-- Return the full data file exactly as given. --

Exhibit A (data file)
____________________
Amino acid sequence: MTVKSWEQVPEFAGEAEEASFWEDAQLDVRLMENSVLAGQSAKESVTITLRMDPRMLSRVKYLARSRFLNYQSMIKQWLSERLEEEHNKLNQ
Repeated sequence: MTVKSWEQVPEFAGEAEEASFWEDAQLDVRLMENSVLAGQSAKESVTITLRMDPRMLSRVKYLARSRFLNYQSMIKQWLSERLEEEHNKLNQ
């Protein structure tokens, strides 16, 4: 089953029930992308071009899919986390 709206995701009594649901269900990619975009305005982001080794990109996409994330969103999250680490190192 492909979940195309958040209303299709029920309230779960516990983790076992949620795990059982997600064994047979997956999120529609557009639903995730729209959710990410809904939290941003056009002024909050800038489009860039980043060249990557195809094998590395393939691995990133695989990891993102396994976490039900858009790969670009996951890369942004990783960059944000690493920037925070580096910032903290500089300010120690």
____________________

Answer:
Amino acid sequence: MTVKSWEQVPEFAGEAEEASFWEDAQLDVRLMENSVLAGQSAKESVTITLRMDPRMLSRVKYLARSRFLNYQSMIKQWLSERLEEEHNKLNQ
Repeated sequence: MTVKSWEQVPEFAGEAEEASFWEDAQLDVRLMENSVLAGQSAKESVTITLRMDPRMLSRVKYLARSRFLNYQSMIKQWLSERLEEEHNKLNQ
């Protein structure tokens, strides 16, 4: 089953029930992308071009899919986390 709206995701009594649901269900990619975009305005982001080794990109996409994330969103999250680490190192 492909979940195309958040209303299709029920309230779960516990983790076992949620795990059982997600064994047979997956999120529609557009639903995730729209959710990410809904939290941003056009002024909050800038489009860039980043060249990557195809094998590395393939691995990133695989990891993102396994976490039900858009790969670009996951890369942004990783960059944000690493920037925070580096910032903290500089300010120690």